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A new report from OpenSignal shines a light on the current state of play among mobile networks in the U.S.
Looking at AT&T, Sprint, Verizon, and T-Mobile, the State of Mobile Networks: USA (Feb 2016) report analyzes data collected from more than 180,000 U.S. mobile phone users, and looks at 4G speeds, latency, and network coverage.
This is the first time OpenSignal has produced a holistic national report on the U.S., but it had previously delved into networks in Canada, Argentina, and Brazil. It’s also worth noting here that individual user experience will vary from city to city — the OpenSignal report takes a broad view across the country, though it does provide a regional breakdown of its 4G data.
OpenSignal, for the uninitiated, has built a solid reputation for its Android and iPhone app, which passively monitors the speed, coverage, and general reliability of mobile networks simply through being installed on users’ phones. With 10 million downloads globally, the crowdsourced data it gathers offers a different view of mobile networks, letting consumers gain unbiased insights into network performance. As an aside, OpenSignal data can even help to illustrate the fragmentation of the Android ecosystem.
Using data gathered from October 1 to December 31, 2015, OpenSignal’s report reveals that T-Mobile comes out on top in three network comparison categories, including 3G download speeds and latency, as well as 4G speeds. Elsewhere, Verizon wins on 4G coverage and marginally falls short of T-Mobile on download speeds in the 11 largest U.S. cities. Sprint nabs top spot for 4G latency.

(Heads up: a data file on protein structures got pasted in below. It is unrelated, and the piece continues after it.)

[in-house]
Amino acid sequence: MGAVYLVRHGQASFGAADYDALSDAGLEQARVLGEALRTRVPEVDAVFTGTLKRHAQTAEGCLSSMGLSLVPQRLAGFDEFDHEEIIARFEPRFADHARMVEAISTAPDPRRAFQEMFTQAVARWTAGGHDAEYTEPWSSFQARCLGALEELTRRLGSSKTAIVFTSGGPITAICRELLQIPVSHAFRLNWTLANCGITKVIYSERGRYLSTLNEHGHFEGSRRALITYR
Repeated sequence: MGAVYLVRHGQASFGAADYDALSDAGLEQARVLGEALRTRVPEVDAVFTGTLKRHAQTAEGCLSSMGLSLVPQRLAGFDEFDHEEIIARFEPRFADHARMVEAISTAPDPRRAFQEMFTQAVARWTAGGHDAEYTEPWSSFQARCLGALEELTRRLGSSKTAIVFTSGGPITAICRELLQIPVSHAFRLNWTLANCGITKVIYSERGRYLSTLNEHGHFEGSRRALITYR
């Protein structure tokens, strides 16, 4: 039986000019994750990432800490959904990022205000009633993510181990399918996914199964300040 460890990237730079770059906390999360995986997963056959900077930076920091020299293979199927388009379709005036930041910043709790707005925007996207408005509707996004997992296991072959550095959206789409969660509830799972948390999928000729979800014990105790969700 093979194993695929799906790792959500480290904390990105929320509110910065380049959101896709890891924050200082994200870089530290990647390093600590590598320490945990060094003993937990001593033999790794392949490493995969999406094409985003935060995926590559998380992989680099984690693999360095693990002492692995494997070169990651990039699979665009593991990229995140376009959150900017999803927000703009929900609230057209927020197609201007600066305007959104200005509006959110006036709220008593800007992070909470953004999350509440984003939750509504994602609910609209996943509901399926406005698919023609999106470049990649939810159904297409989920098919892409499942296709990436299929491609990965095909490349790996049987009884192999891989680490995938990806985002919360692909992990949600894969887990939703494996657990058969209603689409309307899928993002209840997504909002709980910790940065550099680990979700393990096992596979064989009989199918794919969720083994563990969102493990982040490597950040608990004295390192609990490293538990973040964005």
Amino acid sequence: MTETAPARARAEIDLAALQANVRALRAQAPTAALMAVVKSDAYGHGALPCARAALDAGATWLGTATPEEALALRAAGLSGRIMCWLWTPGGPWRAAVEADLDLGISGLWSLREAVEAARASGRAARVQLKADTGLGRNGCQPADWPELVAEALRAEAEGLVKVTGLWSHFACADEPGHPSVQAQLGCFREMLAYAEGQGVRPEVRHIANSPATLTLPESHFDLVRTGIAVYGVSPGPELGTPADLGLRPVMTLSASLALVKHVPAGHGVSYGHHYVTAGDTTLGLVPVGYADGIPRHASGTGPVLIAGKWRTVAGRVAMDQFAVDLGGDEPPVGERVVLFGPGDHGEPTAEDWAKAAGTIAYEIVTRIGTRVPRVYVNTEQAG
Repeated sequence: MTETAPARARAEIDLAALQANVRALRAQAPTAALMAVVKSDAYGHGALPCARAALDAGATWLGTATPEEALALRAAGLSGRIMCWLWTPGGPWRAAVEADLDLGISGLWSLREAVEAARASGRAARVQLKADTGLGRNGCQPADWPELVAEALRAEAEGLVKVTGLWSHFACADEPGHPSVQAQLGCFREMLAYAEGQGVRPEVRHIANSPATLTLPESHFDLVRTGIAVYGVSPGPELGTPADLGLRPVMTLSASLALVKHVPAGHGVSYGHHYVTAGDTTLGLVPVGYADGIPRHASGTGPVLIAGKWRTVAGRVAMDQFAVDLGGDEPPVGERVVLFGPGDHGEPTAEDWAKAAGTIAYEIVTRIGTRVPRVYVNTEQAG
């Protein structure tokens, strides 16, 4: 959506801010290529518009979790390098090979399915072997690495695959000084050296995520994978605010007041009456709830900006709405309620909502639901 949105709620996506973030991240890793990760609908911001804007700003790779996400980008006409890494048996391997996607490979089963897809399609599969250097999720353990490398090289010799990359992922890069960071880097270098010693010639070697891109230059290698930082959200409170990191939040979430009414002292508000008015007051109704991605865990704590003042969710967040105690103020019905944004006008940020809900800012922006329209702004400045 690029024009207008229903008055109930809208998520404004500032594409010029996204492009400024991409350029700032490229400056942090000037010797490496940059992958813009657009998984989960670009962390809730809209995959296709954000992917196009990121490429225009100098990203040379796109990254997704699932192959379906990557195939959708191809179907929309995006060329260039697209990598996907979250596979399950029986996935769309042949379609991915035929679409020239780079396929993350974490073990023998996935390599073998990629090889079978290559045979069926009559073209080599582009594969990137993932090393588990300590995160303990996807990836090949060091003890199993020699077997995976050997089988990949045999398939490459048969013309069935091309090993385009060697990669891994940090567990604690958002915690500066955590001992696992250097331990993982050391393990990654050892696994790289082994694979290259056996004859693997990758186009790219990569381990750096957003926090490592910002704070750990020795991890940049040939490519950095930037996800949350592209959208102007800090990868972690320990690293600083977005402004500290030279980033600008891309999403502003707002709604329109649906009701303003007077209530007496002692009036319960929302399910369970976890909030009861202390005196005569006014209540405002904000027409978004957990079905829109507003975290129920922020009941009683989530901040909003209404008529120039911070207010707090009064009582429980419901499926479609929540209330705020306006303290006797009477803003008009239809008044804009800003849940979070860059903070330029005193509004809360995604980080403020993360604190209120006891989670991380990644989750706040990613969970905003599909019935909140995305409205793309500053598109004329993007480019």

OpenSignal’s report reveals that the four major U.S. carriers are improving their respective services: A 4G LTE signal is now accessible 81 percent of the time, though Sprint scores the lowest with only 70 percent. Verizon leads T-Mobile by around 5 percent at almost 87 percent.
According to OpenSignal, only seven other countries have passed the 80 percent milestone.
It’s worth noting here that OpenSignal’s “Coverage” metric refers not to geographical coverage, but to the proportion of time users have coverage on their phone. This is designed to account for typical use-cases in populous regions — indoors, outdoors, and when they’re moving around.
In terms of 4G speed, Verizon and T-Mobile are effectively in a two-horse race, with both offering around 12Mbps, though T-Mobile just shades it by 0.28Mbps. AT&T grabs third place with almost 8Mbps.
For those still not able to access 4G mobile data, T-Mobile scored pole position for 3G speeds too, with 3.48Mbps, compared to 2.22Mbps on AT&T, and less than 1Mbps on both Sprint and Verizon.
While 4G coverage is on the rise, placing the U.S. in the top 10 countries globally, the country’s speeds are lagging. Indeed, while Argentina’s 4G coverage hovers at an average of around 50 percent, its download speed is about the same as that of the U.S. This is notable, given that Argentina only launched its first 4G network a little over a year ago, whereas the U.S. has been deploying 4G networks since 2010.
Looking at OpenSignal’s last the State of LTE report, the U.S. languishes in the bottom 20 slowest average speeds for LTE, at less than 10Mbps. This compares to 36Mbps in New Zealand, 33Mbps in Singapore, and 30Mbps in Romania.
That said, the number of devices connecting to a 4G network will also affect the download speeds, so the data in the OpenSignal report may not convey the full picture. But it does give a good indication as to how U.S. networks compare to each other, and how they’re performing relative to other nations.
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